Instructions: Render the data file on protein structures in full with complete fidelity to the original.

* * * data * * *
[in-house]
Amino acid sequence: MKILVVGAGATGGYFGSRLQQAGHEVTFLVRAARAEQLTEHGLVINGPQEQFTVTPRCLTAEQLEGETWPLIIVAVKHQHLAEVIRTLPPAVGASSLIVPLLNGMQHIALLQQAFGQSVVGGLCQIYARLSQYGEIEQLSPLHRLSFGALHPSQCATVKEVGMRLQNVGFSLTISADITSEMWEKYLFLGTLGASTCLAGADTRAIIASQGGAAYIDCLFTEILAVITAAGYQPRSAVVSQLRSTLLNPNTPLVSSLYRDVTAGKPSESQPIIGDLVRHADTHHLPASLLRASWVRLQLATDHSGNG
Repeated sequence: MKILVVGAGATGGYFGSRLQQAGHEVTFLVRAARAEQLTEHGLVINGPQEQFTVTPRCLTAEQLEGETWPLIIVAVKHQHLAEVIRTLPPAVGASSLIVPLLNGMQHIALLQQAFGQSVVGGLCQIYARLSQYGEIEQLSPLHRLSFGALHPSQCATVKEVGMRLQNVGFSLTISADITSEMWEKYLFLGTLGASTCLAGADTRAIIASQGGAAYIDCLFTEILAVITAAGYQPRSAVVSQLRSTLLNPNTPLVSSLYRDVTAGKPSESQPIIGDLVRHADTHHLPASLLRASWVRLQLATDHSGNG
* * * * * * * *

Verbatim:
[in-house]
Amino acid sequence: MKILVVGAGATGGYFGSRLQQAGHEVTFLVRAARAEQLTEHGLVINGPQEQFTVTPRCLTAEQLEGETWPLIIVAVKHQHLAEVIRTLPPAVGASSLIVPLLNGMQHIALLQQAFGQSVVGGLCQIYARLSQYGEIEQLSPLHRLSFGALHPSQCATVKEVGMRLQNVGFSLTISADITSEMWEKYLFLGTLGASTCLAGADTRAIIASQGGAAYIDCLFTEILAVITAAGYQPRSAVVSQLRSTLLNPNTPLVSSLYRDVTAGKPSESQPIIGDLVRHADTHHLPASLLRASWVRLQLATDHSGNG
Repeated sequence: MKILVVGAGATGGYFGSRLQQAGHEVTFLVRAARAEQLTEHGLVINGPQEQFTVTPRCLTAEQLEGETWPLIIVAVKHQHLAEVIRTLPPAVGASSLIVPLLNGMQHIALLQQAFGQSVVGGLCQIYARLSQYGEIEQLSPLHRLSFGALHPSQCATVKEVGMRLQNVGFSLTISADITSEMWEKYLFLGTLGASTCLAGADTRAIIASQGGAAYIDCLFTEILAVITAAGYQPRSAVVSQLRSTLLNPNTPLVSSLYRDVTAGKPSESQPIIGDLVRHADTHHLPASLLRASWVRLQLATDHSGNG